You don’t need to subvert, or deconstruct, or reconstruct. What you’ve got to do is play the archetype straight. Write the character who genuinely believes kindness can change the world. You don’t need a character who starts out “strong” and inner strength isn’t easily quantified in the general sense. You need a character who is wiling to stand up for their beliefs, even when their insecure, frightened, unsure, and hopeless. Creating a character who genuinely is mentally and emotionally strong is creating a character who is learning how to be strong as they go through their experiences, in figuring out what that means for them and for you, discovering how they got there, throwing aside cynicism, and in the end believing that  kindness really can make a difference.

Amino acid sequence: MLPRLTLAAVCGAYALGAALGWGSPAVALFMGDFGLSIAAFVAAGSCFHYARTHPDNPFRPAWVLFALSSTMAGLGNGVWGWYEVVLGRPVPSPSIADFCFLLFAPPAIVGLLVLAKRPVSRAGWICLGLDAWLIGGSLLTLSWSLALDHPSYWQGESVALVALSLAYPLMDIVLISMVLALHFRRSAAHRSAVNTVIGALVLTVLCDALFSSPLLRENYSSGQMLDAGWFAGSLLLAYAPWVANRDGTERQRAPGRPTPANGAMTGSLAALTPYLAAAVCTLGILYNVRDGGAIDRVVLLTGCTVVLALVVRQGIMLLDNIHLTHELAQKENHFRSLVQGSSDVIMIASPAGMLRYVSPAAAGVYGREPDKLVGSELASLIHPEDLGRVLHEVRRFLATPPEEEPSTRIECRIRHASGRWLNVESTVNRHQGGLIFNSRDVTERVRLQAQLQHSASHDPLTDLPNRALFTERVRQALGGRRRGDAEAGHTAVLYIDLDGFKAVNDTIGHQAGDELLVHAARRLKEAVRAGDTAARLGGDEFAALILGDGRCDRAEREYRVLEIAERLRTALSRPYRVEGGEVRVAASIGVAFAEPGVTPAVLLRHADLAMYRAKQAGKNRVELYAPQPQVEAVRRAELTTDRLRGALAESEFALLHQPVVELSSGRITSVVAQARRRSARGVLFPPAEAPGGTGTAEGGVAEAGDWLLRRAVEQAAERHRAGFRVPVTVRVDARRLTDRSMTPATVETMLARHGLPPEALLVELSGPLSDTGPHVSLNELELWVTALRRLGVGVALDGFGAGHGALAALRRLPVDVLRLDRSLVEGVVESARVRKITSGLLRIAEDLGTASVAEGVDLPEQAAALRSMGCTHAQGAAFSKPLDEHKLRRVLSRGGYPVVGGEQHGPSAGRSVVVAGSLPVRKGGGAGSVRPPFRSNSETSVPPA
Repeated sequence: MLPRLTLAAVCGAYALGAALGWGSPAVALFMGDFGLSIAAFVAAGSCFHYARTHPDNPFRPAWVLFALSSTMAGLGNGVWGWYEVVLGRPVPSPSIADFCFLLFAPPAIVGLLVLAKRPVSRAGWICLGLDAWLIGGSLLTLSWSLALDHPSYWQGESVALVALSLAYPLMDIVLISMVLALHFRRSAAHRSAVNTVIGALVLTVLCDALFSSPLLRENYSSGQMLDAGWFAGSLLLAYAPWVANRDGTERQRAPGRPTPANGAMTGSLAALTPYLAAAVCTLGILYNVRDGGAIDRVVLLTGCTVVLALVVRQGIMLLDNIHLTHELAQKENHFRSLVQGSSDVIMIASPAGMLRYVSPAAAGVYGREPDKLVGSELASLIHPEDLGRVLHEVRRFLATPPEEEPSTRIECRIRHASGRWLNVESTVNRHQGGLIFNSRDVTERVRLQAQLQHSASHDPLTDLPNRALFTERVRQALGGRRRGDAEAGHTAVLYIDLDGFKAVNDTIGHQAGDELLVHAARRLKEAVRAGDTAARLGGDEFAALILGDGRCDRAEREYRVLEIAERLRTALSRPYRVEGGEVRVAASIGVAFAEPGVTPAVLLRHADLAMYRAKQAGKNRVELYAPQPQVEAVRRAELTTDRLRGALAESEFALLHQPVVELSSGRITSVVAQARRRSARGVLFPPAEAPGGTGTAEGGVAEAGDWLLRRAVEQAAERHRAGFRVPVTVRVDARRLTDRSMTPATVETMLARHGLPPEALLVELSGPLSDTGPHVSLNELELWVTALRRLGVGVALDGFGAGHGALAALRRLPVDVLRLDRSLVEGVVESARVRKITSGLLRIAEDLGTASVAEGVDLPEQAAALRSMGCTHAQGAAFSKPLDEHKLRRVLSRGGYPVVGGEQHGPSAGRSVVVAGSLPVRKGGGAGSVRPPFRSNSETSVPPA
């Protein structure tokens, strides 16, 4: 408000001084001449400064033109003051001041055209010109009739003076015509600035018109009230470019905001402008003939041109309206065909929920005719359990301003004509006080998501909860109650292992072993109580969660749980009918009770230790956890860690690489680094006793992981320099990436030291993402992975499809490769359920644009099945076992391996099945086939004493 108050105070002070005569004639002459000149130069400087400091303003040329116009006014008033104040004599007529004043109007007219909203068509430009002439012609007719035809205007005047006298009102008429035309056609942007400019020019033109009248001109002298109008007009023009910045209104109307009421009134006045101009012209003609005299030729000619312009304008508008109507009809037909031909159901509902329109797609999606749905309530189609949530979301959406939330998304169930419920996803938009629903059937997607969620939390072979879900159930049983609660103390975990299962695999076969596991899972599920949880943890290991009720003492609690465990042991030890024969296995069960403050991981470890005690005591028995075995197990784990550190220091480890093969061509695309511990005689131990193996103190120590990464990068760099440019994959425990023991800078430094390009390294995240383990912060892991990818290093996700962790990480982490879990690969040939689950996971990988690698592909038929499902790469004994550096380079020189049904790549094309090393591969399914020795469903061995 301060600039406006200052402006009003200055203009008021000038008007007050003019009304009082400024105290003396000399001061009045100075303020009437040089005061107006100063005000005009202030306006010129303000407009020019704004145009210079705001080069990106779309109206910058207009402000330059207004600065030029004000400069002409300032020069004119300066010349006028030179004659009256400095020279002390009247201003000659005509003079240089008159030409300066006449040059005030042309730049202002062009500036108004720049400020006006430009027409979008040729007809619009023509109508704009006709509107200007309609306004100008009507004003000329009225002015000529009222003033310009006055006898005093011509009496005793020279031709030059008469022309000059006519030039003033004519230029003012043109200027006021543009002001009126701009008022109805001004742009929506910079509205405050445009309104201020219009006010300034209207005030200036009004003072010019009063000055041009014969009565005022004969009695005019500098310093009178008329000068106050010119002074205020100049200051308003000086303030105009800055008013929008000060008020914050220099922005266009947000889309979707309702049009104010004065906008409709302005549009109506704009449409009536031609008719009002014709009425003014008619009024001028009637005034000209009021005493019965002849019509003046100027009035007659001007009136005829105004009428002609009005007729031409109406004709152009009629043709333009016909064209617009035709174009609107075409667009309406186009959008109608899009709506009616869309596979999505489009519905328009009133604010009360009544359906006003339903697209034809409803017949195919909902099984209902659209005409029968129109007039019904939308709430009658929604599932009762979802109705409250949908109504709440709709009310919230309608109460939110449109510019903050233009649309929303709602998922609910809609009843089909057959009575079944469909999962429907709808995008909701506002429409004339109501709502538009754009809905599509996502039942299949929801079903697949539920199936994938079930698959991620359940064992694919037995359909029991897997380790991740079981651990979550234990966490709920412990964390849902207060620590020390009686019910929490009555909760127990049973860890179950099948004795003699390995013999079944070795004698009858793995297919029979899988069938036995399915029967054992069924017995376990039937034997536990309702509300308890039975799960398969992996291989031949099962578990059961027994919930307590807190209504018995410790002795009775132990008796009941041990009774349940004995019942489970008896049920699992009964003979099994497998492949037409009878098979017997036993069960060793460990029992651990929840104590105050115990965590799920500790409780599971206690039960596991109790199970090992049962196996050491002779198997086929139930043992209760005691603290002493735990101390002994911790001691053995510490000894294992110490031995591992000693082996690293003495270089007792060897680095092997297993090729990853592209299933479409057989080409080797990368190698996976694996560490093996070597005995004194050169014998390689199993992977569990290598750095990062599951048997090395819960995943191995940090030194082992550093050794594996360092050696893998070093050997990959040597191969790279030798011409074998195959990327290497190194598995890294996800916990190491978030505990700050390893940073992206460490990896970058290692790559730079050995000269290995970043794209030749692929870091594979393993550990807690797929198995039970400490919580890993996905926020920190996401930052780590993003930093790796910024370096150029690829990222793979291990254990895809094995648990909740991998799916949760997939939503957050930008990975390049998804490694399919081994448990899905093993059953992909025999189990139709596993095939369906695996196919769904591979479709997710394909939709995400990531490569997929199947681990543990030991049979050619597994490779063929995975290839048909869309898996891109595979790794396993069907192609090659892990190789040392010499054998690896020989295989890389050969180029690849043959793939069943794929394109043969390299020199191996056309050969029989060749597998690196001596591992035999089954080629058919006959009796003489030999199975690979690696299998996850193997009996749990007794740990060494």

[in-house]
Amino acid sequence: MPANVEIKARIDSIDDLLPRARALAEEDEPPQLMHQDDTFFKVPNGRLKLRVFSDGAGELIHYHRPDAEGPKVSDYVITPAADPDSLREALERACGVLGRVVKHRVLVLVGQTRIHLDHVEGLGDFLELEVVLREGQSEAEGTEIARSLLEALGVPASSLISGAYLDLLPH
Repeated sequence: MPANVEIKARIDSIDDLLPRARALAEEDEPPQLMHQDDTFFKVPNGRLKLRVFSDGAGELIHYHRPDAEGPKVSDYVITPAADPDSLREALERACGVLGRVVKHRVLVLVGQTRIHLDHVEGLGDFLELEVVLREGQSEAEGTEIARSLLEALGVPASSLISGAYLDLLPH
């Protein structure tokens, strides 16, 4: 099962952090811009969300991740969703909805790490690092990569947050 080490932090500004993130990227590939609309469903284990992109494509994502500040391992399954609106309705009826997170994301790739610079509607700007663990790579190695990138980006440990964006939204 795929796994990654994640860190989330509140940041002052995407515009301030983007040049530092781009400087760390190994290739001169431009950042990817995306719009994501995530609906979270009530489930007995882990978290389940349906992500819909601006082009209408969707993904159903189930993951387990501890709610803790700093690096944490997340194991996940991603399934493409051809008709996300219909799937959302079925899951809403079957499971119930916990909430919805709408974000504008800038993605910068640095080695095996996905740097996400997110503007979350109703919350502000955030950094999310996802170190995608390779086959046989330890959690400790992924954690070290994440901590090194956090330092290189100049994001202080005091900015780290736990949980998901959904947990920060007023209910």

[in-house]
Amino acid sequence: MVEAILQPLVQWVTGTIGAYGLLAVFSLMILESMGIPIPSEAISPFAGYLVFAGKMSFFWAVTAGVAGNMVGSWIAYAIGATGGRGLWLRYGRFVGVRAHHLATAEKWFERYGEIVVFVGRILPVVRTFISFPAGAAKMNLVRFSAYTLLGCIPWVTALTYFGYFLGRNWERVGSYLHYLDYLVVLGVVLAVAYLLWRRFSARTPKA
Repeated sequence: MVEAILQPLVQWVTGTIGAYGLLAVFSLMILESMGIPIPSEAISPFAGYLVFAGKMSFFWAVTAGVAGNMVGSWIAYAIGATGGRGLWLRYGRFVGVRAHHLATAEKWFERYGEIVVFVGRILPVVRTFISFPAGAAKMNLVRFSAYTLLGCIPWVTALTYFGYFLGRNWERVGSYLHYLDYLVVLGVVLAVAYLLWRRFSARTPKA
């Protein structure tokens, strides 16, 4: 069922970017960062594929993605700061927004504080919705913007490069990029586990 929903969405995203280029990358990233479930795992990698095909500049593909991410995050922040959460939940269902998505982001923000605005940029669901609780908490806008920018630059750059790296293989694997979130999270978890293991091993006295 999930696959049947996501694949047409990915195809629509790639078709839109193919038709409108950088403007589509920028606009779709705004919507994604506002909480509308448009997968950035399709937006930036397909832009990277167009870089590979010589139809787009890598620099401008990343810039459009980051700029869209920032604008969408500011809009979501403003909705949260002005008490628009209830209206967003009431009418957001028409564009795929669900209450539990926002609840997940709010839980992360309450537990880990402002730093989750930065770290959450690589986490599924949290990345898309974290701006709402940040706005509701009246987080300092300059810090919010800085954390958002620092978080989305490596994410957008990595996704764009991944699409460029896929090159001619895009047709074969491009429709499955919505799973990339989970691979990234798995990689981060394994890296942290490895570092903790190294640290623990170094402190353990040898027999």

You’ve got to decide what “inner strength” is in the context of your story. For me, inner strength is the most important quality for any character. I define “strength” by their emotional experiences, how they deal with them, if they face them, their decisions, their beliefs, and how those shape their story within the narrative. Each one has their own qualities, their own strengths.

“Yes, the world can be a dark and dangerous place. Yes, people can by cynical and self-interested. Yes, cruelty, indifference, and ambivalence are all easier to accept. Yes, sometimes, changing even one small aspect of this world seems impossible. Hope can be frightening, it’s painful to see your dreams crushed. I know this task is Sisyphean, every time we get that boulder to the top of the hill it just rolls back down. Sometimes, for me, even just getting out of the bed in the morning can be herculean. But you? You’re just using cynicism to excuse action. In your world, we’re already doomed. That attitude just protects the status quo. I won’t stand aside. I won’t do nothing. I won’t let fear stop me and I won’t let you stop me either. I’m going whether you come with me or not.”